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Water woes

SLO Town braces for rate increases, and nurseries stock up on native plants

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If the City of San Luis Obispo gets its way, your lush lawn is going to cost you more. So is flushing your toilet.

Over the next two years, water rates may soar by 26 percent, and sewer rates by 21 percent. That's bad news for folks who enjoy a thick green lawn or water-thirsty plants such as roses or non-native exotics and there are a lot of folks like this. Take a drive around SLO Town and see how many locals favor grass and exotic flowers and plants, which require enormous amounts of water to maintain.

This past December through February, the city in preparation for

DRY SPELL :  With unseasonably dry winter months behind us and water rate increases ahead of us, xeriscaped yards that use drought-tolerant plants are appealing to locals tired of watering thirsty lawns. Pacific Home & Garden bedding buyer Kat White said that locals seem to be turning more toward native flora that needs less water. - PHOTO BY JESSE ACOSTA
  • PHOTO BY JESSE ACOSTA
  • DRY SPELL : With unseasonably dry winter months behind us and water rate increases ahead of us, xeriscaped yards that use drought-tolerant plants are appealing to locals tired of watering thirsty lawns. Pacific Home & Garden bedding buyer Kat White said that locals seem to be turning more toward native flora that needs less water.
# retooling its sewer rates began surveying residential water use to create a baseline for sewer rates for the rest of the year. The idea was that locals wouldn't use much water for landscaping during the three typically wet months, so the results would show basically indoor use only. This past winter, however, was one of the driest in recent memory, bringing in just 10 inches of rain compared to the local average rainfall of about 24 inches. Many residents simply let their yards turn brown. Others bit the bullet, continuing their water-hungry ways, knowing that their sewer rates would rise later.

The point of the rate restructuring was to eliminate the inherent unfairness of low-volume water users being billed the same flat sewer rate as high-volume water users, but due to the minimal rainfall, the results of the survey couldn't possibly have measured indoor-only water use, since many residents continued to irrigate in an effort to keep their landscaping alive.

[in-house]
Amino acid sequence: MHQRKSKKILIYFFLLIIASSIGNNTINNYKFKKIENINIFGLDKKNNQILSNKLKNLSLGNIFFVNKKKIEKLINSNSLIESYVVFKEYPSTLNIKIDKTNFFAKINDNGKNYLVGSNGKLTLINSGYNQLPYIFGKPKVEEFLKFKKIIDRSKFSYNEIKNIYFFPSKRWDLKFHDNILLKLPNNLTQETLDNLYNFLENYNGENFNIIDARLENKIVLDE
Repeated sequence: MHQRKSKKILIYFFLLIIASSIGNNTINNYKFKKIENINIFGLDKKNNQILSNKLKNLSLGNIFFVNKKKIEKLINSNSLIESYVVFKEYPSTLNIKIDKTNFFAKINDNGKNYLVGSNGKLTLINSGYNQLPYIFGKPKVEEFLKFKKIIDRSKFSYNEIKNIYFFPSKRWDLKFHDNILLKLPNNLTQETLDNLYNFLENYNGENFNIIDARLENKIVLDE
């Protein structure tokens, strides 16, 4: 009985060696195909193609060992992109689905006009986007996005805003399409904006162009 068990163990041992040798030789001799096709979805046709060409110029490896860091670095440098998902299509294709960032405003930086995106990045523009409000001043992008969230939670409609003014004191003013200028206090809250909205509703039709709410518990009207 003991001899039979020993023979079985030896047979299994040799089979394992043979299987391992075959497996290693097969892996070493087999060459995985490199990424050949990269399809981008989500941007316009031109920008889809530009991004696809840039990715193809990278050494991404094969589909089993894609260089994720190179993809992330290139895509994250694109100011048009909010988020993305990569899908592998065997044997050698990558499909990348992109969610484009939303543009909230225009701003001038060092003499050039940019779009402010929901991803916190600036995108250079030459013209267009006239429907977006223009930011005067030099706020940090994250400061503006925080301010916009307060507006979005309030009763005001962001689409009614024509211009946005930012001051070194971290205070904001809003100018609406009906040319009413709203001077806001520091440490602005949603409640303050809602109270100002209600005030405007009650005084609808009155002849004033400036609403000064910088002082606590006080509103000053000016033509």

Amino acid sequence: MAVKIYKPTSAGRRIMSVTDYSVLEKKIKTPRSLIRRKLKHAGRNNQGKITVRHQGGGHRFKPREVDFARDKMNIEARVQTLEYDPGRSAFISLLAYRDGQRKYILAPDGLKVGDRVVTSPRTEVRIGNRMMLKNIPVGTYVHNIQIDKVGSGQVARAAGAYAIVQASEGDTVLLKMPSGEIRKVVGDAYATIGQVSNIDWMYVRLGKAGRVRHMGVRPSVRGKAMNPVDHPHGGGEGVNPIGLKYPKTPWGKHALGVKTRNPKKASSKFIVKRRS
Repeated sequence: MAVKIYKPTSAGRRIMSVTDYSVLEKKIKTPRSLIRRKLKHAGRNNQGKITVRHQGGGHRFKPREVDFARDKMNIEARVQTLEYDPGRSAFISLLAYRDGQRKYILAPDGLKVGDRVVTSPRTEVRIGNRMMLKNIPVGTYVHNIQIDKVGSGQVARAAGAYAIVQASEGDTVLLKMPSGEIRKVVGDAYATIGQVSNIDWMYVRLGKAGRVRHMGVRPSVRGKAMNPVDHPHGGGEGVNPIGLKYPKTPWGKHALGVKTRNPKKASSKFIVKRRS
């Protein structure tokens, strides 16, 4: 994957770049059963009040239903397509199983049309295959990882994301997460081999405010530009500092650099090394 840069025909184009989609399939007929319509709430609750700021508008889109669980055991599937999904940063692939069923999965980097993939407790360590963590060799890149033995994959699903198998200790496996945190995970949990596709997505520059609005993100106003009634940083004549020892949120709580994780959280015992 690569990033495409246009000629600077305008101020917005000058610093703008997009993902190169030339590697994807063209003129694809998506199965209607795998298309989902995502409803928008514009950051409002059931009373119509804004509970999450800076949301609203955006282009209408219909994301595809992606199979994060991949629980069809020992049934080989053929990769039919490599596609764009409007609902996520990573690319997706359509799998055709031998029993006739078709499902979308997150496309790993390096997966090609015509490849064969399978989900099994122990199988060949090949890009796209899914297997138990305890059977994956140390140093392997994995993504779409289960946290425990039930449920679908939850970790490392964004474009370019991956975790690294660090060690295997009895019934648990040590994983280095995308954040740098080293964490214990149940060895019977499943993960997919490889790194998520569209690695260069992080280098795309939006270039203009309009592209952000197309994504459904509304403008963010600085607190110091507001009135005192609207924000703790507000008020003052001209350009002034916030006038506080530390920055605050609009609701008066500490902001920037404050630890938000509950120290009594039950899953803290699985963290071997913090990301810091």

"That's something that all of our customers are going to experience," Gary Henderson, the city's Water Division manager, said of the results of this year's dryness disparity. "A lot of customers turned their irrigation systems off, and things like shrubs and grasses can go dormant. Of course, a lot of people used their irrigation systems regardless of rain, which is what we're trying to discourage. But everyone was in the same position."

The city plans to conduct such a survey annually, so if rainfall improves next year eliminating the need for off-season outdoor watering rates should more accurately reflect use.

Meanwhile, the city is also trying to figure out how to pay its $80.4 million share of the estimated $187 million cost of the Nacimiento Pipeline Project, which could potentially deliver up to 3,380 acre-feet of water a year to the city. The average household uses 62,400 gallons of water a year. With a little math and some calculations, we learn that Nacimiento could provide water for as many as 17,650 new households, which may leave some residents wondering if they're getting stuck with the bill for future development.